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I have an x86-64 computer running Linux that I would like to supplement with other non-x86-64 Linux machines.

Is it possible to somehow benefit from the computational power of another machine without it being the same architecture?

As a second question, what kind of performance increases are available and does it require specialized software to work? Or can Linux just abstract the cluster / additional machines as additional CPUs?

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Please clarify question. For instance if you want a compile cluster, you could set up a compiler that compiles to whatever CPU target you want, regardless of what they are actually running. –  Prof. Falken Dec 1 '09 at 13:08

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As Henri said, you need the software to take care of the different representations. That rules out MPI, but for example NWS (which you can use with Python, R, Matlab, ...) should work.

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Depending on the software it can or cannot be abstracted away. Doing such stuff usually involves remote procedure calls and depending on the library you use, it can or cannot be abstracted away.

A basic example is doing a RPC and giving an integer as an argument. Some architectures use big-endian, others use little-endian and your RPC library has to take care of that.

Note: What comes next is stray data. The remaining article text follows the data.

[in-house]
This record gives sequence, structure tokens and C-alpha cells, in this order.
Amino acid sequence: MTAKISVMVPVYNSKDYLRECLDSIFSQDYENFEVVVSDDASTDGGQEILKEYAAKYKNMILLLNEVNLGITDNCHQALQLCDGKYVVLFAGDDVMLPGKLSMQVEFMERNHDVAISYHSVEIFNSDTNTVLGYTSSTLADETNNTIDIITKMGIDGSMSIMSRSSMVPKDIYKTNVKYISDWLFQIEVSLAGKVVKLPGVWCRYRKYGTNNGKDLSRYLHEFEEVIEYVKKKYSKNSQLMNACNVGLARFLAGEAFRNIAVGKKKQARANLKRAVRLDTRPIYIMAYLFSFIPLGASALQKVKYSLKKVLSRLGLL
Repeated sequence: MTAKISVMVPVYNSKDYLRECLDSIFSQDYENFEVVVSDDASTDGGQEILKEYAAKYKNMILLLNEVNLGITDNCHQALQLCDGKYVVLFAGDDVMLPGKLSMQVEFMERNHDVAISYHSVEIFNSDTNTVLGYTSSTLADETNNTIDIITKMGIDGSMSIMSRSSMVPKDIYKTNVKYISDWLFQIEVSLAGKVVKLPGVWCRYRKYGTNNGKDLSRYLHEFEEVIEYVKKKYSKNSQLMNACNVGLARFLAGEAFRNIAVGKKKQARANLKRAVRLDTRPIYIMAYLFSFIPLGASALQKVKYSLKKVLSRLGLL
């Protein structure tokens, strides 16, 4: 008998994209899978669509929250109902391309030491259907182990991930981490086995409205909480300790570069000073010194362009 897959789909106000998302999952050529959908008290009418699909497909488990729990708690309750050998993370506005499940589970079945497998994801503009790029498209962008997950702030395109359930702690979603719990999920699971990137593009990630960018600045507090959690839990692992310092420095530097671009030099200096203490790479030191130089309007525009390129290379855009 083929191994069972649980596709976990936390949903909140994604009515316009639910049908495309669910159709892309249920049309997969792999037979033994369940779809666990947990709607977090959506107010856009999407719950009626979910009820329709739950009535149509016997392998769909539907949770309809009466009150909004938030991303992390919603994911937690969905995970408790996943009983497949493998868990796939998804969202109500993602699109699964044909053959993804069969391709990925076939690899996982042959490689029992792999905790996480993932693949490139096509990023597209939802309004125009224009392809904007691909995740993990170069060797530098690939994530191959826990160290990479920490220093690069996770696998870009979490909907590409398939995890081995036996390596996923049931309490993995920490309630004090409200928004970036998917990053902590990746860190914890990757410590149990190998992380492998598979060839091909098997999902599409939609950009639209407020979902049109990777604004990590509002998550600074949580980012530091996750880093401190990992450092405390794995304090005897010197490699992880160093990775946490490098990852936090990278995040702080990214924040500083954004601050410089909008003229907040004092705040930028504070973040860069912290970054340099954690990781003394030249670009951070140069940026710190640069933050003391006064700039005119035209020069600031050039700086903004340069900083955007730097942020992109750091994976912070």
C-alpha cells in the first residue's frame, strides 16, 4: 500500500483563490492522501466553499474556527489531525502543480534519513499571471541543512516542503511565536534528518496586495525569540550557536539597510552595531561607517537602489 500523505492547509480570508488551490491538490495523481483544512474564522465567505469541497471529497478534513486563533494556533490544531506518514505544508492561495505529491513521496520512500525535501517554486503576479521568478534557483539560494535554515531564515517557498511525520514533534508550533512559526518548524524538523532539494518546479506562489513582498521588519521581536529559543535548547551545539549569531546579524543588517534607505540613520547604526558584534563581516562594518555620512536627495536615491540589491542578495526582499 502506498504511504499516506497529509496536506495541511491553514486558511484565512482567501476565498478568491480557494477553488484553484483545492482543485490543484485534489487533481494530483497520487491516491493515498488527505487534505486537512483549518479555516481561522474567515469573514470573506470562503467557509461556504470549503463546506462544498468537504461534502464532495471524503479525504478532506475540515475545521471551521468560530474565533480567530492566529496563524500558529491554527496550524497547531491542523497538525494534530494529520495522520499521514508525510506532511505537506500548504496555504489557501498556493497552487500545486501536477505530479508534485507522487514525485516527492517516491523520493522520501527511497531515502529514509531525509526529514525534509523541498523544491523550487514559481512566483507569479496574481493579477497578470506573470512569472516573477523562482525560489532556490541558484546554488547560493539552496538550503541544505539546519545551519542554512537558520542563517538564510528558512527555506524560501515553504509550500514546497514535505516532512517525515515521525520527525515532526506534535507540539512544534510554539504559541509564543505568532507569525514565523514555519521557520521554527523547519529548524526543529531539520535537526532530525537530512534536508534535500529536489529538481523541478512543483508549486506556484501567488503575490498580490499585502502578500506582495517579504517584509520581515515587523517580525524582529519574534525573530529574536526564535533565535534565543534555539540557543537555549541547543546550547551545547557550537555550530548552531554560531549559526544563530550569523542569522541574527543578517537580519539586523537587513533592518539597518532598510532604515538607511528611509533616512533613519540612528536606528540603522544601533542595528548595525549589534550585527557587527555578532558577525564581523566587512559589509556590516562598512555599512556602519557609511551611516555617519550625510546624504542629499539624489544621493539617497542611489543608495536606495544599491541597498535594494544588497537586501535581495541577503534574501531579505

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You shouldn't rely on this fact anyhow. You need to have the right abstraction layer (e.g. communication over IP is a good starting point). This is in part necessary to allow for "in service upgrades" i.e. adding newer machines that may/or not be of the same architecture as the starting cluster configuration.

Imagine going to your boss: "Well, we need to take to whole service down because we've got these fancy new machines ...". ( and I can hear the reply loud and clear )

Of course, if the concerns of a production environment is out-of-scope in your specific case, you can disregard my quote. Let's just say it would be a typical requirement for any big deployment.

Lastly, it is always easier to deal with a symmetrical cluster (maintenance is simplified) but then again, an asymmetrical cluster can be a "stepping stone" when dealing with a "rolling upgrade".

Clarification: I never eluded to abstracting everything away. Clarification #2: by "architecture" I am assuming "CPU architecture" i.e. not "architecture of the overall system".

As for the second part of your question: it all depends on the architecture of your software.

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I disagree. In a HPC cluster, you don't suddenly expect your spec to change the architecture. Sure, maybe a cpu type or frequence, amount of ram, ... but you cannot and should not abstract everything away. Or else, how do you work without tcp/ip or for that matter electricity? –  Dirk Eddelbuettel Nov 30 '09 at 20:17
@Dirk: I wonder what made you think I was unrealistic to this extreme: could you kindly point me the statement that evoked that thought so I may update it at once? –  jldupont Nov 30 '09 at 20:22

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